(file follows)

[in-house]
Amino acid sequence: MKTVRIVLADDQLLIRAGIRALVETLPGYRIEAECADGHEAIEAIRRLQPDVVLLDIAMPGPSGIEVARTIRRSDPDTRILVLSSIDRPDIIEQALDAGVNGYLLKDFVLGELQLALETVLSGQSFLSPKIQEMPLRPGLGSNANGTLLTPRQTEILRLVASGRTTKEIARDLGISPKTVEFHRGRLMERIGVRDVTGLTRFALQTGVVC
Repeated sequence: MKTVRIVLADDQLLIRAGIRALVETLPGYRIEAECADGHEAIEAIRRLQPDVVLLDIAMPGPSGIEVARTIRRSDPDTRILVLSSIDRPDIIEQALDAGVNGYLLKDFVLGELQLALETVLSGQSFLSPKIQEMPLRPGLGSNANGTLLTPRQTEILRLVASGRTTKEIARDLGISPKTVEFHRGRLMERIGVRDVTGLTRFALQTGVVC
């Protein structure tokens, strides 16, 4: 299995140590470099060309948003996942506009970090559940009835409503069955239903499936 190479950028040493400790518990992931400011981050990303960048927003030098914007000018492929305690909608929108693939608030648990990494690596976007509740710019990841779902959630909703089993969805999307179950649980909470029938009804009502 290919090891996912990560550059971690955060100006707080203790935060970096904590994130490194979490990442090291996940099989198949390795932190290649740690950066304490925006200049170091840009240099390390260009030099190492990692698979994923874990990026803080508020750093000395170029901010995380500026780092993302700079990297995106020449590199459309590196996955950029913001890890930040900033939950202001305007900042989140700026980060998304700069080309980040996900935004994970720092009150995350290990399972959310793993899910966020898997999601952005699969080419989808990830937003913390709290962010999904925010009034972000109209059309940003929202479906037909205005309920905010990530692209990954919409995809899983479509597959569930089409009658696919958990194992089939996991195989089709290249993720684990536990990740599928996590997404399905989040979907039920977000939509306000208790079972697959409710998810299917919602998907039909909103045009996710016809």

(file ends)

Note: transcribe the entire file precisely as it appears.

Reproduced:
[in-house]
Amino acid sequence: MKTVRIVLADDQLLIRAGIRALVETLPGYRIEAECADGHEAIEAIRRLQPDVVLLDIAMPGPSGIEVARTIRRSDPDTRILVLSSIDRPDIIEQALDAGVNGYLLKDFVLGELQLALETVLSGQSFLSPKIQEMPLRPGLGSNANGTLLTPRQTEILRLVASGRTTKEIARDLGISPKTVEFHRGRLMERIGVRDVTGLTRFALQTGVVC
Repeated sequence: MKTVRIVLADDQLLIRAGIRALVETLPGYRIEAECADGHEAIEAIRRLQPDVVLLDIAMPGPSGIEVARTIRRSDPDTRILVLSSIDRPDIIEQALDAGVNGYLLKDFVLGELQLALETVLSGQSFLSPKIQEMPLRPGLGSNANGTLLTPRQTEILRLVASGRTTKEIARDLGISPKTVEFHRGRLMERIGVRDVTGLTRFALQTGVVC
């Protein structure tokens, strides 16, 4: 299995140590470099060309948003996942506009970090559940009835409503069955239903499936 190479950028040493400790518990992931400011981050990303960048927003030098914007000018492929305690909608929108693939608030648990990494690596976007509740710019990841779902959630909703089993969805999307179950649980909470029938009804009502 290919090891996912990560550059971690955060100006707080203790935060970096904590994130490194979490990442090291996940099989198949390795932190290649740690950066304490925006200049170091840009240099390390260009030099190492990692698979994923874990990026803080508020750093000395170029901010995380500026780092993302700079990297995106020449590199459309590196996955950029913001890890930040900033939950202001305007900042989140700026980060998304700069080309980040996900935004994970720092009150995350290990399972959310793993899910966020898997999601952005699969080419989808990830937003913390709290962010999904925010009034972000109209059309940003929202479906037909205005309920905010990530692209990954919409995809899983479509597959569930089409009658696919958990194992089939996991195989089709290249993720684990536990990740599928996590997404399905989040979907039920977000939509306000208790079972697959409710998810299917919602998907039909909103045009996710016809």